Lockdown provided a glimpse of how a net-zero electricity grid will operate in the future, with heavy reliance on intermittent renewables and complex balancing requirements, new research from Imperial College London and energy firm Drax said.
The study, published Monday, analysed the impact of the coronavirus crisis on the UK’s power grid between April and June, when lockdown measures sent demand plunging to historic lows.
Low demand, paired with favourable weather, meant renewables like wind and solar power generated a larger portion of the country’s electricity than ever before, sidelining coal, gas and nuclear power. At one point, renewables contributed 69.5% of the UK’s electricity.
Wind, solar and biomass all set new generation records, with total renewable generation up 32% compared to the same quarter last year.
As renewables surged, coal power was switched off—for a record 67 days between April and June, a streak broken only when coal generating units at Drax’s North Yorkshire power station had to be fired up for maintenance.
Reliance on clean renewables meant that the carbon intensity of the UK’s electricity system plummeted, to an average of 153 grams of CO2 equivalent per kilowatt-hour across the quarter, the lowest recorded.
That included the greenest day ever for the power grid: Saturday 23 May, over the spring bank holiday weekend, when carbon intensity fell to just 21g/kWh.
Dampened demand and the low price of renewable power meant that the wholesale price of electricity similarly plunged: down 42% year on year.
However, low demand and reliance on intermittent renewables posed challenges for grid operators. To balance supply and demand and prevent the blackouts which can occur when the grid is oversupplied, National Grid Electricity System Operator (ESO) was forced to pay generators to disconnect, with renewable generators most commonly taken offline.
These constraint payments are a typical part of the cost of running the grid, with balancing costs making up 5% of wholesale power prices across the last decade, on average.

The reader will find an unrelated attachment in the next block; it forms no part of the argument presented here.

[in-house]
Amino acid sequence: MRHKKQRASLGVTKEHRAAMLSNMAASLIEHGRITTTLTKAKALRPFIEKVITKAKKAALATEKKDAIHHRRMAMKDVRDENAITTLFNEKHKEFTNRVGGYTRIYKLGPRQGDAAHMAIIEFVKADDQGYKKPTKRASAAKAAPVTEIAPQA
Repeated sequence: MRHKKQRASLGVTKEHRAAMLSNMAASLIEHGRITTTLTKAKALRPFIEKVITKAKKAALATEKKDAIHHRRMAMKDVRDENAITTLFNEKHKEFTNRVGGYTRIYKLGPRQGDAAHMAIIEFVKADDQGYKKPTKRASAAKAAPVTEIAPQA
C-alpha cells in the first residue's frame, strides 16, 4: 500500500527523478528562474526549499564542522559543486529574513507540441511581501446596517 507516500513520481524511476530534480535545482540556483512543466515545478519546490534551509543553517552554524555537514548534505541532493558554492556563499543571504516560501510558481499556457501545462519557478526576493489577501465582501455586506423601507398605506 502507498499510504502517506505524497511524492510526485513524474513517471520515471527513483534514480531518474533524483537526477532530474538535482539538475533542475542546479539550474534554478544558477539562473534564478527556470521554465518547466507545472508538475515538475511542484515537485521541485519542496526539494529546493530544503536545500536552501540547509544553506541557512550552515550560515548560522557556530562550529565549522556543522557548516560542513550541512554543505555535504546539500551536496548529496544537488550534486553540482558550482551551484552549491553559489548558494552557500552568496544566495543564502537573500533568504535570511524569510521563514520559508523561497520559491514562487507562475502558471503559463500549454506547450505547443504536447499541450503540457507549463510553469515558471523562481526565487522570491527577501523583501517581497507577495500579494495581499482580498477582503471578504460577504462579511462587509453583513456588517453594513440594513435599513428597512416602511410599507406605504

But during the spring those balancing costs rose to £100 million a month, accounting for around 20% of electricity prices.
Energy market regulator Ofgem has already launched an investigation into National Grid’s energy balancing system after total balancing costs rose to £718 million in the five months after lockdown was implemented—up 40% from usual. That included a huge deal, valued at between £55 and £73 million, with EDF to halve the output from nuclear power plant Sizewell B until September.
Lead author of the analysis Dr Iain Staffell said the study highlights the need for far more flexibility in the UK’s power grid, provided by battery storage and AI grid management technologies, to more efficiently balance supply and demand.
“The past few months have given the country a glimpse into the future for our power system, with higher levels of renewable energy and lower demand make for a difficult balancing act,” he said. “To help the country decarbonise further it is vital that flexible technologies which provide power and system stability play an increasing role in our grid.”
Mike Maudsley, Drax’s UK portfolio generation director, said: “It has been a challenging time for everyone in the country and for our power system.
“The last few months have underlined the importance of flexible, low carbon technologies to enable the UK’s power system to evolve and provide the secure and sustainable electricity supplies a zero carbon economy needs.”
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